Bob Roehr is a medical writer based in Washinton, D.C.
The Merkel cell polyomavirus (MCPyV), first identified in rare aggressive Merkel cell carcinoma in 2008, has now been isolated in up to a third of patients with squamous cell carcinoma (SCC), according to a new study published online in the Journal of Investigative Dermatology.
National report - The Merkel cell polyomavirus (MCPyV), first identified in rare aggressive Merkel cell carcinoma in 2008, has now been isolated in up to a third of patients with squamous cell carcinoma (SCC), according to a new study published online in the Journal of Investigative Dermatology.
Analysis of the MCPyV DNA suggests that a specific point mutation in its genome and integration into host cell DNA are key factors in turning a latent infection into a tumor, though causality and the mechanism of action have not yet been definitively demonstrated.
Amanda E. Toland, Ph.D., a molecular virologist at the Ohio State University Comprehensive Cancer Center, says researchers looked for MCPyV in 58 immunocompetent patients with SCC to determine if the virus was present.
However, none of the blood samples showed evidence of MCPyV, she says.
"This suggests that it is not a systemic infection," she says.
Using an increased amount of DNA in the PCR assay for the virus suggested that about a third of individuals had at least one tumor containing MCPyV. However, Dr. Toland chose to use the limited volume of samples for other purposes in this proof of concept study, rather than maximize identification of the virus in the greatest number of SCC samples.
"The virus in all of the tumor samples had a truncating mutation that suggests that it is able to integrate into the DNA of the cell," but not all virus from the periphery of the samples had that mutation.
Dr. Toland says the next question researchers must investigate "is whether the virus is contributing to tumorigenesis, or is it simply common and incidental" to SCC. Evidence from the more advanced research into Merkel cell carcinoma "suggests that it is causative," or at least a marker of disease progression, she says.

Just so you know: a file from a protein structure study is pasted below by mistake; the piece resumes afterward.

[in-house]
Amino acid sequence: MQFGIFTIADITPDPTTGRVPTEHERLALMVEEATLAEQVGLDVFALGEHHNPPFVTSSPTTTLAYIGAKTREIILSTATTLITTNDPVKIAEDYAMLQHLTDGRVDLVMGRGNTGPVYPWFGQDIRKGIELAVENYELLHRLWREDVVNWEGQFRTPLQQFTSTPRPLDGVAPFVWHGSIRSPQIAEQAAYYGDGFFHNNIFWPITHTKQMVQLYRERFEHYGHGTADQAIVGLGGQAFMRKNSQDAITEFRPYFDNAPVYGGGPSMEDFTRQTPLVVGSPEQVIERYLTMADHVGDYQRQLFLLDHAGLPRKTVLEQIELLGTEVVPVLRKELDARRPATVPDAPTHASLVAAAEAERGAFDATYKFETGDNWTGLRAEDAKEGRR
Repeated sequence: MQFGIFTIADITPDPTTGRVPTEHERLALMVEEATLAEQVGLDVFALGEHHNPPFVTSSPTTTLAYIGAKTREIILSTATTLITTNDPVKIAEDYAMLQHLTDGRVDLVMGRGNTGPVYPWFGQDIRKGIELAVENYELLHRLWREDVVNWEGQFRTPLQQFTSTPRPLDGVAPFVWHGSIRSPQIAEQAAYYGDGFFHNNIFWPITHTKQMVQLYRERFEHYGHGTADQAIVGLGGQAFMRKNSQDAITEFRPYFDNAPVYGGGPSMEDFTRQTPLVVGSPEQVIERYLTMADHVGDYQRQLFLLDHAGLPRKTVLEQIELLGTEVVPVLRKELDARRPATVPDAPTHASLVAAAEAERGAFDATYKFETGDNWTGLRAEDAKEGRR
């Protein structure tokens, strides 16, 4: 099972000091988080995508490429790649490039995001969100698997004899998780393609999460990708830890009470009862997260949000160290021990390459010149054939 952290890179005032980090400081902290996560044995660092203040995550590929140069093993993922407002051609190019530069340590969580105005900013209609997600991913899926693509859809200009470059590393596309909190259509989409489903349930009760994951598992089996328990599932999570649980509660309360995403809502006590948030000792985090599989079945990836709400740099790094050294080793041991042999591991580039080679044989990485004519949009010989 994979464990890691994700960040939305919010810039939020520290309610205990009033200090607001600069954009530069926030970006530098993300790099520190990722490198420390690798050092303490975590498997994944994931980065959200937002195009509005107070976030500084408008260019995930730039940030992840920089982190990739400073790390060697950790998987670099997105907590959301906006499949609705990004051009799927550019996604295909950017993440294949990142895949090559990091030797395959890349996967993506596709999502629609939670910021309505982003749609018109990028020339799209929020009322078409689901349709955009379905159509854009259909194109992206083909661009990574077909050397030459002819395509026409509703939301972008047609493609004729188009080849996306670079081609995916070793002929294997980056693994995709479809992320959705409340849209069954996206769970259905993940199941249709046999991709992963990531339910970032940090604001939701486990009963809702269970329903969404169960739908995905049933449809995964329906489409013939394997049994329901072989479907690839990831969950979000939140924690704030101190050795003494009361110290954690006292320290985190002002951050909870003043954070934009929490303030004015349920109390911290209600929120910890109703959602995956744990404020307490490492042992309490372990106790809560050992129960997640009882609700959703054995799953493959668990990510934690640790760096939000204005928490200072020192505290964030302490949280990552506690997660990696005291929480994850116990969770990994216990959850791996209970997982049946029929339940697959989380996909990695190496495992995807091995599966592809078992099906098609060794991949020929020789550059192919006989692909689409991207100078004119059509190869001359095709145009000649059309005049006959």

Researchers "think it may influence or inactivate the retinoblastoma pathway, which suppresses tumor growth," she says.
Higher viral load
In a Merkel cell tumor, the MCPyV viral load is "an order of magnitude higher" than in adjacent tissue; "That may be the tipping point," Dr. Toland says.
She notes that in her study, some SCC tumors appear to have a higher viral load than others. It is not clear whether the increased intracellular viral load is causing the tumor or whether it occurs as the result of another cellular dysfunction.
There did not appear to be any gender differences in her study. The study population was overwhelmingly white, which reflects the demographics of the Columbus area and the fact that darker-skinned persons have a much lower prevalence of SCC.
Dr. Toland says she is intrigued by the possibility that SCC among blacks and Latinos might be more likely to be associated with MCPyV, as their darker skin protects them from UV exposure as a risk factor.
Not a new infection
She emphasizes that although MCPyV was only recently discovered, it does not appear to be a new, emerging infection about which one should be particularly concerned, as many people show antibodies against this virus without showing signs of disease.
A recent study found antibodies to the virus in none of the children less than 1 year of age; 49 percent of those age 6 to 15 years; and 80 percent of adults over age 50. It likely is transmitted through direct contact, oral contact and contact with fecal matter, much like hepatitis A, based on the tissue types in which the virus has been identified.
If a person has multiple SCC tumors, it is possible that they might be the result of different types of risk exposure. There could be different mechanisms of action causing the tumors, which in turn might affect the response to specific therapy.
Dr. Toland believes that current PCR commercial laboratory platforms could quickly and inexpensively identify MCPyV, should future research identify an effective antiviral therapy.
More studies needed
Vicki J. Levine, M.D., a Mohs surgeon and assistant professor at New York University Medical Center, says the study is "very interesting," but not definitive.
"The numbers aren't great; more studies need to be done," she says. "That's about all you can say, at this point."
She agrees that better characterizing what appear to be multiple possible causes of SCC could lead to better-targeted interventions. And even if a virus is a cause, available interventions seem to work well with most SCCs.
It is likely to take significant time to develop an antiviral, and the market for such a product could be small, which is not a great incentive for industry to get involved, she says.
Dr. Levine says it is a reminder that "People should practice good sun habits. Prevention is still the best thing."